[Alyvia’s] just so special, she’s going to make me look really good. She’s a wonderful little actress, and she was singing and doing all her little things, so I really think people will just be entertained by just watching her. And Jennifer, a wonderful singer and talented girl—we didn’t even know she acted! She sent in an audition tape, and out of hundreds that we were going to do, we thought, look at her, and I said, ‘That’s Mama!’, and so she did great, and Ricky Schroder, who looks like my dad’s people and my brothers. We just had a wonderful cast and Gerald McRaney plays my grandpa Jake, who’s a preacher, so we really felt God blessed that we got such a wonderful group of characters playing those main ones. I’m not in the movie. I do a little introduction as Dolly now, to the audience, but I’m actually not in the movie playing any part other than just some voiceover reflections on the past and talking over some of the montage scenes.

And what do you think about Alyvia being called Little Dolly and you being called Big Dolly?
Well, I’m not very big, but I’m a little bigger than her right now. [Laughs] I call her Mini-Me, and she’s the sweetest little thing.  We just totally connected because I was a feisty little thing, I was always in trouble, because I just didn’t know how not to be, because it was just my energy. I was just hyper and full of life and I was always getting myself in some kind of trouble, doing stuff I wasn’t supposed to be doing, but not really realizing there was anything wrong about it, like putting on makeup and stealing crayons or the colors from school. I just borrowed them. I was taking them right back.

Anything you can tell us about your second movie, based on "Jolene"?
It’s not necessarily family friendly. It’s a story about a woman whose man is stolen by someone else. And because it is a political year, we are doing it as a political thing. It’s going to take place like in an office. It will be shown next year before the election; we thought it would be appropriate to base that on a family that’s in the political setting.  I may even get to be in it, just as Dolly Parton singing at the end at some charity event for these political people. It’s not important to me that I be in it as much as I just do great shows. I’ve only sold four things to them and one of the four things might just be a performance special; we haven’t decided all that. The third one we have is The Seeker, and we’ve got a wonderful story about that. It’s very inspirational, uplifting, spiritual-based.

What did your sister Stella, who had a part in Coat, report back to you from the set?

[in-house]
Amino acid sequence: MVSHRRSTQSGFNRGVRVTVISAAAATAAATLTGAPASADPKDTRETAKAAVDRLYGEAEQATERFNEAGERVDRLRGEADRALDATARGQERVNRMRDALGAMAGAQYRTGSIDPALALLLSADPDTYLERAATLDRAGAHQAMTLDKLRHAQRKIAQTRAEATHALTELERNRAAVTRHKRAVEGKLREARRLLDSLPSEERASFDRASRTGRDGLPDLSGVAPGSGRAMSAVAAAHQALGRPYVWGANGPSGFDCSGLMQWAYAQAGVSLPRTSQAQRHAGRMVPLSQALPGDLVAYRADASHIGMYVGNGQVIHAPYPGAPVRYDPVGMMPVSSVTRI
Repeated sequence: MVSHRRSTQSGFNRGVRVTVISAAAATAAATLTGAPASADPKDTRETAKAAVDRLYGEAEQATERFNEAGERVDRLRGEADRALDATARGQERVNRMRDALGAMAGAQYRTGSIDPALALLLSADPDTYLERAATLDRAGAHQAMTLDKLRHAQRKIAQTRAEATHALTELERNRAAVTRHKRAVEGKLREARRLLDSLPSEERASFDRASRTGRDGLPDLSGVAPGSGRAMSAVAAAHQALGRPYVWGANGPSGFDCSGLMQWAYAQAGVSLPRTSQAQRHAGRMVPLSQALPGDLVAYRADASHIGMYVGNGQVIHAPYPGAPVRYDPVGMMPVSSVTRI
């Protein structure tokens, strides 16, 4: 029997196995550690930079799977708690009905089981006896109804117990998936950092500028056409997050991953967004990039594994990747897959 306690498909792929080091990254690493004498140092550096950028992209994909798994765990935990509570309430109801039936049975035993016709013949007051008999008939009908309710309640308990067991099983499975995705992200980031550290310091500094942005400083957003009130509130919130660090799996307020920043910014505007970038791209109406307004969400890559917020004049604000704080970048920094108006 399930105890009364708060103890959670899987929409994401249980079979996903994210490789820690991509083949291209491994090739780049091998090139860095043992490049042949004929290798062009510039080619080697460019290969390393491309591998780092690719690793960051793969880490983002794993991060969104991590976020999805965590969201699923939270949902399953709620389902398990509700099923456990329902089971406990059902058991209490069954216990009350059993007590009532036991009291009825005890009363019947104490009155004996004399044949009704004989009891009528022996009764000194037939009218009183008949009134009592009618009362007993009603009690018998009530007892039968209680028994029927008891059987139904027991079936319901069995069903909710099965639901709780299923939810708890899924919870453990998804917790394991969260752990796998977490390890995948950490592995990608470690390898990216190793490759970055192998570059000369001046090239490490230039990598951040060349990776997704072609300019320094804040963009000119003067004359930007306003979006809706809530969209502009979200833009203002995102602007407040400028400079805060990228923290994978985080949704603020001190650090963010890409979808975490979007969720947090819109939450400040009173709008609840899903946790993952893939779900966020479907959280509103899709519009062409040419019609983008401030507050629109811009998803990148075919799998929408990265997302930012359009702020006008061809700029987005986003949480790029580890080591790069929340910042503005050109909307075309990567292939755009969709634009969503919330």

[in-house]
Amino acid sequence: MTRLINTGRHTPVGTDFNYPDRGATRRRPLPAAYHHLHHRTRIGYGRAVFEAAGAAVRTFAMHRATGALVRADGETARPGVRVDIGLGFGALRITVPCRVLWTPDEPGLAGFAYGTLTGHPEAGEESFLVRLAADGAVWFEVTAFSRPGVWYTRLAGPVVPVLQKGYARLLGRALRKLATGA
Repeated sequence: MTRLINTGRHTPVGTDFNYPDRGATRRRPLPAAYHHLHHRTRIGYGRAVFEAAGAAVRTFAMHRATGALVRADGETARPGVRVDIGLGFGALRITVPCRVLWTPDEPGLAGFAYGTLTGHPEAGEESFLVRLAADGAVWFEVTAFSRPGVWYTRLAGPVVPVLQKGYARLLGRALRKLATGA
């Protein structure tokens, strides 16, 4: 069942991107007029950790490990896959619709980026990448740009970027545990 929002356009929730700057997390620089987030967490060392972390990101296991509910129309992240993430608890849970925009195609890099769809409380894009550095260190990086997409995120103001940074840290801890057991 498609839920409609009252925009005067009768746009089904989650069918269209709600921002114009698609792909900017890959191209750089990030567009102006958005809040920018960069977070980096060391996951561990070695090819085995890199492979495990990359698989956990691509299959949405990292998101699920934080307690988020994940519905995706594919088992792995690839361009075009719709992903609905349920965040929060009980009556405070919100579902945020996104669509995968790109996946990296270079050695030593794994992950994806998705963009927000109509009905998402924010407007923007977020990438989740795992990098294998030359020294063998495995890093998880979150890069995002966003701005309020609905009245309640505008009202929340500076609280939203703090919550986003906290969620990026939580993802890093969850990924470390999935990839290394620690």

She called me every day, because I’d dreamed myself in a corner as they say, and I was working with the people in L.A., with the writers on Jolene, and different projects that I had going that I had to do and I kept thinking I was going to get down on the set and I never did. But Stella was there every day and Sam, of course, called. I saw the dailies every day and I’d send my recommendations or my comments or compliments back to them. Stella stood in for both of us. She was on the set, everybody just loved her, because Stella is very funny and she’s fun and so even though her part wasn’t a big part, she was there with the kids telling them stories of her childhood and helping the little kids with how we were and telling stories.

Sam said you wept when you saw the dailies?
I cannot watch this movie without crying my eyes out, because it just brings back so many memories, and it just brings Mama and Daddy back to life, brings us as children back to life and you just remember so much, you’d be shocked. I don’t think many people will ever be able to experience that.  Anything to do with Mama and Daddy and little things that were happening, I‘d just start to boo-hoo, and I just have the hardest time getting through it, because it’s so special and it makes me feel good. I think it’s a great tribute to my family. Mama and Daddy are both dead now, but they’re alive in my memories and in all our memories. We had a lot of hard times, and things weren’t always perfect, of course, like all families, but I have such fond memories of all the good times and the bad times, and I tried to put it together in such a way that it would be entertaining, touching, moving, inspiring and hopefully everybody will appreciate it and, if nothing else, at least enjoy it.

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Dolly Parton’s Coat of Many Colors, Thursday, Dec. 10, 9/8c, NBC